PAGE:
Electric Saturn

Historic planetary instability and catastrophe. Evidence for electrical scarring on planets and moons. Electrical events in today's solar system. Electric Earth.

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Re: Electric Saturn

Unread postby promethean » Tue May 07, 2013 6:14 am

From the JPL website : http://www.jpl.nasa.gov/news/news.php?release=2013-153
re:Saturn's "flux tubes"

"structures composed of hot, electrically charged gas called plasma, which funnel charged particles in towards Saturn. Focusing on the tubes when they initially formed and before they had a chance to dissipate under the influence of the magnetosphere, the scientists found that the occurrence of the tubes correlates with radio wave patterns in the northern and southern hemisphere depending upon the season. This seasonal effect is roughly similar to the way Earth's northern lights appear more frequently in the spring and autumn months.

Radio emissions have been used to measure Jupiter's rotation period reliably, and scientists thought it would also help them determine Saturn's rotation period. To their chagrin, however, the pattern has varied over the visits by different spacecraft and even in radio emissions originating in the northern and southern hemispheres. The new results could help scientists hone in on why these signals vary the way they do."

It doesn't seem like "honing in" is what these guys do for a living... :(
"History teaches everything,even the future." Alphonse de Lamartine (1790-1869)
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Re: Saturn and Galactic Cosmic Ray-modulation

Unread postby celeste » Wed Jul 10, 2013 12:52 am

StefanR wrote:
A Major Variation on a Theme
Jul. 18, 2011
Stephen J. Edberg, Cassini science communication coordinator

Saturn has been recognized as a standout since Galileo first pointed his telescope at it. The beauty of the rings immediately draws attention. But Saturn’s invisible radiation belts are special too. Trapped in Saturn’s magnetosphere, the volume of space controlled by the planet’s magnetic field, the radiation belts are only present between zones limited by the orbital distances of the planet’s moons. The radiation disappears where the moons orbit because the particles collide with the moons. The radiation belts themselves should have disappeared long ago because the particles slowly spiral in towards the planet. But the belts are still there!

A recent paper in the Journal of Geophysical Research by Cassini scientists working with an energetic particle detector on the spacecraft’s magnetospheric imaging instrument provides an explanation: Saturn’s radiation belts are regularly replenished through the collision of galactic cosmic rays coming from outside the solar system with atoms in Saturn’s atmosphere and its rings. This phenomenon, known as cosmic ray albedo neutron decay, makes Saturn unique in the solar system and gives scientists a better understanding of the behavior of Saturn’s belts and their differences from Earth’s.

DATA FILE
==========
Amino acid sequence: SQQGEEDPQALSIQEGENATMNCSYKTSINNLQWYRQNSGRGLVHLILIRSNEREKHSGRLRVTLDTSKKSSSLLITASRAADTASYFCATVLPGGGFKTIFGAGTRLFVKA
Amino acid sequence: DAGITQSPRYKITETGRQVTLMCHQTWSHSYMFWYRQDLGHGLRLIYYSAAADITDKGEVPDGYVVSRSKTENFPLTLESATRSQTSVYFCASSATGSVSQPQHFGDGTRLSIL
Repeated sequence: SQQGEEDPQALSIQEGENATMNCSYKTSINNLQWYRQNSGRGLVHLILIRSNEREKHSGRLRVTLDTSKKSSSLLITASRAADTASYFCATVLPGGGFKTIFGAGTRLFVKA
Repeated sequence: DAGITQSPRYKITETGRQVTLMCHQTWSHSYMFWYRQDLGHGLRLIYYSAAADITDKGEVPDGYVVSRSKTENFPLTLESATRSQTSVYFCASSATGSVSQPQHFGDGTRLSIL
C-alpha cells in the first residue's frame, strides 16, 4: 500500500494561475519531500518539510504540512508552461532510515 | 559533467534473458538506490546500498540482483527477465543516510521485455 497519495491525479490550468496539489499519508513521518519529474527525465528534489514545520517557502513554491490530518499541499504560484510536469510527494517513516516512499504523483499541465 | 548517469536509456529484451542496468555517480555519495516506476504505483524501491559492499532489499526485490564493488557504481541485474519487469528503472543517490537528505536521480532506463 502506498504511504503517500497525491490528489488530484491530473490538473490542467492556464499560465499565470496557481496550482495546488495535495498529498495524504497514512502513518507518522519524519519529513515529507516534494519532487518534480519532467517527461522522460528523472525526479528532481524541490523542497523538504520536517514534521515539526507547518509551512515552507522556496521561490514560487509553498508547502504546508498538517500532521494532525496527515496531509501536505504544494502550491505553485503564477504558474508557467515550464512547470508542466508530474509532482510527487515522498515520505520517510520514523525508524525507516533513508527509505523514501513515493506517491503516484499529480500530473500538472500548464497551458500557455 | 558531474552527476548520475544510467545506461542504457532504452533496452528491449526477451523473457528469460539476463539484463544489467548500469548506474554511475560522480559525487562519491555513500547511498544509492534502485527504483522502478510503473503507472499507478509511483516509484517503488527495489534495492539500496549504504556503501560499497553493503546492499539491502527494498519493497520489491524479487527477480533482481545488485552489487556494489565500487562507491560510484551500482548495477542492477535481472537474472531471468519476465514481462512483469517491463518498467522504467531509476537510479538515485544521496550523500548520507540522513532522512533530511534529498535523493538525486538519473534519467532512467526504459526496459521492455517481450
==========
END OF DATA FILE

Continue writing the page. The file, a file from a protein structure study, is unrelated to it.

Saturn’s magnetosphere, like those of the other planets, contains radiation belts. These belts consist of ions (atoms that have lost one or more electrons, primarily by collisions or excitation by ultraviolet or x-ray radiation from the sun) and electrons that cycle back and forth along the field lines connecting the north and south magnetic poles. (The ions are mostly the nuclei – single protons – of hydrogen atoms.) After visits by NASA’s Pioneer 11 and Voyager spacecraft, scientists observed that Saturn’s rings and inner satellites absorb these ions and electrons as they orbit around Saturn, clearing zones in the radiation belts. How, then, do the belts maintain themselves over time when the particles slowly drift in, and therefore across the orbits of the satellites?

Image
The graphic shows the donut-shaped structure of Saturn's ion radiation belts, constructed using data from Cassini's energetic charged particle detector known as the the low energy magnetospheric measurement system on Cassini’s magnetospheric imaging instrument. The intensity of the radiation belts is color-coded, with red and blue corresponding to high and low intensities, respectively. Saturn's ion radiation belts extend between the main rings and the orbit of Tethys. The large, inner Saturnian moons (Mimas, Enceladus, Tethys) absorb all high energy ions trapped in magnetic zones that are at the same distances as these satellites’ orbits. (Note how Mimas is particularly effective sweeping particles out of the zone of its orbit, marked by the blue arc in the cross-section.) This results in the formation of “shells” of radiation belts, which are also isolated from the particle populations residing beyond the orbit of Tethys. The intensities are for protons with energies between 12 and 59 million electron volts.
Image credit: NASA/JPL-Caltech/MPS/JHUAPL



Roussos and colleagues have found that the rain of local radiation on the moons is maintained by the combination of cosmic rays streaming in from our Milky Way galaxy and the nuclear physics of the cosmic ray collisions at Saturn. Although these kinds of cosmic ray collisions also occur at Earth (and possibly at Jupiter, Uranus and Neptune), the radiation belts of those planets may receive energetic particles through many different mechanisms. At Saturn, cosmic ray collisions appear to be the only process providing high-energy particles, making its radiation belts a unique, filtered reservoir of cosmic ray products from our galaxy.